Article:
14 October 2009

Fighting the Monster

Vermonster Monster

Matt Nadeau of Rock Art Brewery in Vermont was accused by the Hansen Beverage Company of infringing on its “Monster” trademark, and of diluting the Monster mark. Hansen demanded that Rock Art stop selling, advertising, and promoting its tenth anniversary Vermonster barley wine. Matt is fighting back.


To prove infringement of a trademark, Hansen must prove that the Vermonster beer creates a likelihood of confusion with its own Monster energy drink. Basically, by claiming infringement, Hansen is saying that consumers cannot tell the difference between an energy drink and a bottle of beer, that, in at least a few states, may only be purchased at a liquor store due to its 10% ABV.

The use of a mark in the sale of goods is infringement if it is likely to cause consumer confusion as to the source of those goods, or as to the sponsorship or approval of such goods. Courts look to several factors to determine the likelihood of confusion: the similarity of the goods and the marks, evidence of actual confusion, the similarity of the distribution channels, and, the degree of caution exercised by the typical purchaser.

Hansen’s claim is that the “Vermonster” mark looks and sounds so similar to the “Monster” mark that the average consumer would either confuse the two, or think that the Vermonster is owned, sponsored, or affiliated with Hansen.

Consumers are not likely to confuse a can of energy drink with a 22oz bottle of beer in the specialty beer section. The marketing for the two products must necessarily be different due to the Federal Alcohol Administration Act. The two products have completely distinct distribution channels. Rock Art’s label clearly identifies that a Vermont brewery is behind the Vermonster, and not Hansen. In fact, the only thing the two products have in common is that they are liquid consumables.

Brooklyn Brewery produced a product called Monster Ale long before Hansen introduced the Monster energy drink product. Even if Hansen did want to enter the beer market, it would have to think twice about using the Monster name. Brooklyn Brewery would have a much stronger infringement claim.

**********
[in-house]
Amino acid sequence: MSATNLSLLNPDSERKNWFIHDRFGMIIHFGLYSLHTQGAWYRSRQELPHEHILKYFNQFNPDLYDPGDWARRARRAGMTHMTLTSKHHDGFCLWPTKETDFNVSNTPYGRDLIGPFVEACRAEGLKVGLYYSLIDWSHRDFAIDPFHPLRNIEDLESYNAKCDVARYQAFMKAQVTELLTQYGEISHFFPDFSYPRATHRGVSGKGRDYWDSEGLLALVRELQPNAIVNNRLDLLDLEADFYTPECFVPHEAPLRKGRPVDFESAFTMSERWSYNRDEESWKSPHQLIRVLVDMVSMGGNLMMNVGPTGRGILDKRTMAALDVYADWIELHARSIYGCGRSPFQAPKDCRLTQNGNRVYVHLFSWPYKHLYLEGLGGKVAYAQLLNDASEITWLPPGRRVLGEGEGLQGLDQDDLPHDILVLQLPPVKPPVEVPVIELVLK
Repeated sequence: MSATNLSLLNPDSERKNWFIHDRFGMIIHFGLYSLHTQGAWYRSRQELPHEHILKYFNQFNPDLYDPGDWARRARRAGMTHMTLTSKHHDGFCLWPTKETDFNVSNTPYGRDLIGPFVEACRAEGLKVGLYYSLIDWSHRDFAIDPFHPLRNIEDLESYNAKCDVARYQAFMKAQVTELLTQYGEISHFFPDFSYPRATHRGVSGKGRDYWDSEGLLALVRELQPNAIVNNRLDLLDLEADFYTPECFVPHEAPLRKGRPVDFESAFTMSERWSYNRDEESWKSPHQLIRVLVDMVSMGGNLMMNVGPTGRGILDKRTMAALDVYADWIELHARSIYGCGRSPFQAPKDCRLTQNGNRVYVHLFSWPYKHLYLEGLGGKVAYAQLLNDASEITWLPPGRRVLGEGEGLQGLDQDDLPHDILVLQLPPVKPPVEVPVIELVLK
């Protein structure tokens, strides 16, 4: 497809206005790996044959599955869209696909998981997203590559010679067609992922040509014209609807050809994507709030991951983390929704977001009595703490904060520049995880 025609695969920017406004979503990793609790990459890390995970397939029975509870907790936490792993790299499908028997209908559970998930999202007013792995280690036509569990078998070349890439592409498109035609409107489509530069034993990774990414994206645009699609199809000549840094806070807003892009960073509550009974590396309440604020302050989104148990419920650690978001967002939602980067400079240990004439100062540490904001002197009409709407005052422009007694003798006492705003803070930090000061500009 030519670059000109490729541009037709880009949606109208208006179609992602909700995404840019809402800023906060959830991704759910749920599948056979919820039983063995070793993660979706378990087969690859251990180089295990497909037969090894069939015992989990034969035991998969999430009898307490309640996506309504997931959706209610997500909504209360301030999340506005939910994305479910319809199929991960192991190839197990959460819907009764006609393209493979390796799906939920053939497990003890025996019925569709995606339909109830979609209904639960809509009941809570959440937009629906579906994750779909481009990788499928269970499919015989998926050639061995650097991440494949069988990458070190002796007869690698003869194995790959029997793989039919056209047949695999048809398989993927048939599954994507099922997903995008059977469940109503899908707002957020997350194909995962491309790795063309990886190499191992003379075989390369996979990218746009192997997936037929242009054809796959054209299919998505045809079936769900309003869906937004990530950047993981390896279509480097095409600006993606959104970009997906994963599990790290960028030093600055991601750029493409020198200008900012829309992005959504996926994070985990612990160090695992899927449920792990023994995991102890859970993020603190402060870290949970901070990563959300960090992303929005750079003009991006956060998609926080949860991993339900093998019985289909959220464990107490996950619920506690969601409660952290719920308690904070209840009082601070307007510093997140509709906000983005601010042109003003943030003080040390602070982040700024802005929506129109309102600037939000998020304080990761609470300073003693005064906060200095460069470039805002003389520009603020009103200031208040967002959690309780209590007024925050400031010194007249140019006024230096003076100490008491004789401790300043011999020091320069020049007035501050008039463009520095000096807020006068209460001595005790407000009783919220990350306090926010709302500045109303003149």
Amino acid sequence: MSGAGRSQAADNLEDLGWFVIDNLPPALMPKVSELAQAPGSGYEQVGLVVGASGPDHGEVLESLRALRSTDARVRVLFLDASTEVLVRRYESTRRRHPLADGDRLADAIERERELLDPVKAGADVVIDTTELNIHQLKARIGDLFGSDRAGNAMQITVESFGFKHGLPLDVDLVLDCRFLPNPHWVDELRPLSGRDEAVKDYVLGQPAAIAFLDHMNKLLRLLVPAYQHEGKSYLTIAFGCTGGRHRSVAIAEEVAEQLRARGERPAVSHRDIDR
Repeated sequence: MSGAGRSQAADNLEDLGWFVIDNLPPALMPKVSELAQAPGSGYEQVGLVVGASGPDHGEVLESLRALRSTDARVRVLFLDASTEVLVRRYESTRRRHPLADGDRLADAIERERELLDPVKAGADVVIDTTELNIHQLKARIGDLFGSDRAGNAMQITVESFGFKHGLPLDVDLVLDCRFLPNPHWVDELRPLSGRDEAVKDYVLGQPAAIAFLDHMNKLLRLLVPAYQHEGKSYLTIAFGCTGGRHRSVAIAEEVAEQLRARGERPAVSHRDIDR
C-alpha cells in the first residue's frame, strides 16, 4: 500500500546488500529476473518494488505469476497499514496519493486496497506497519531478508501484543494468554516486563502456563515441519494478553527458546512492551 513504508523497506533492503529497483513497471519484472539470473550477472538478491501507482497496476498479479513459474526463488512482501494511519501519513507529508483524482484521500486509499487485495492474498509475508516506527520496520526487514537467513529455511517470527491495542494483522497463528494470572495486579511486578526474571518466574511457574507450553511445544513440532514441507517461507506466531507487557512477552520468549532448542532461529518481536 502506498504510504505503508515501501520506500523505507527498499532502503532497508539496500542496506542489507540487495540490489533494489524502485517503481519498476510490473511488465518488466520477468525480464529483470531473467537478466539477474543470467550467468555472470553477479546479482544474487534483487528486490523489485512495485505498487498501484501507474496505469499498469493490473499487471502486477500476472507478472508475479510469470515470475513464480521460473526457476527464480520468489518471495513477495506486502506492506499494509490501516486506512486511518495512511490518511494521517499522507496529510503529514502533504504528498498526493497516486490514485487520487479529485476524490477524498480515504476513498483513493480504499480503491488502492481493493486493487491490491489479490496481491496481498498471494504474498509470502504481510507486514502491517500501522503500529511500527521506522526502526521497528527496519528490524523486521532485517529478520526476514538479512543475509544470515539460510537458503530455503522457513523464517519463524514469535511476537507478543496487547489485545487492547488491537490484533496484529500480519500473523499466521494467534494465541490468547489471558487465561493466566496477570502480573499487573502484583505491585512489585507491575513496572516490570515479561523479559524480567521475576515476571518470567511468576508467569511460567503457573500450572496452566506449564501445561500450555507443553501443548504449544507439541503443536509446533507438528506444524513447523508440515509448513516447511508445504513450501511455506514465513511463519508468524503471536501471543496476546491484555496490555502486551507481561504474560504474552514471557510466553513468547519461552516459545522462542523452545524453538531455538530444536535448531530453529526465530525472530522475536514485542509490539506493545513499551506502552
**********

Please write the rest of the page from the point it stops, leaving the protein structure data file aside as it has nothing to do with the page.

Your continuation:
Another large problem with Hansen’s argument is that “monster” is not a unique term. It is not a brand name like Coca-Cola or Pepsi. We see the term “monster” in books, movies, on cookie labels at coffee shops, cables and home theater accessories, and even on well known job search engines.


Hansen’s second claim against Rock Art is that the Vermonster dilutes the “Monster” mark. A dilution claim is a means for a company to keep its product’s mark from loosing its uniqueness. Xerox and Kleenex have spent large amounts of effort and money on dilution suits and marketing to keeping their brand names unique. Which is why, today, we are supposed to say “copy” and “tissue” rather than use the brand name for other similar products. The mark owners do not want the Xerox and Kleenex brands to be diluted.

Unlike an infringement claim, Hansen does not have to prove a likelihood of confusion with a dilution claim. So, theoretically, Monster could sue a bicycle maker for selling a “monster” bike.

To win a dilution claim, Hansen must prove that its mark is famous and that Rock Art’s use of that mark dilutes the distinctive quality of that mark. Hansen must prove that the power of the “Monster” mark is weakened through its identification with dissimilar goods.

Unfortunately for Hansen, “monster” is a generic term used by story tellers, coffee shops, home theater accessory companies, and even job search engines. It is not a unique name as Xerox and Coca-Cola are. In fact, monster.com does not lead consumers to an energy drink, but to a list of potentially better jobs. Clearly, this is a use of the “Monster” mark in commerce, identified with a very dissimilar good.

The law is on Rock Art’s side, and so, it seems, is the media. Matt’s message has had a viral following thanks to twitter. While we believe companies have the right to protect their property, whether physical or intangible, they do not have the right to frivolously assert claims and shut out other companies.
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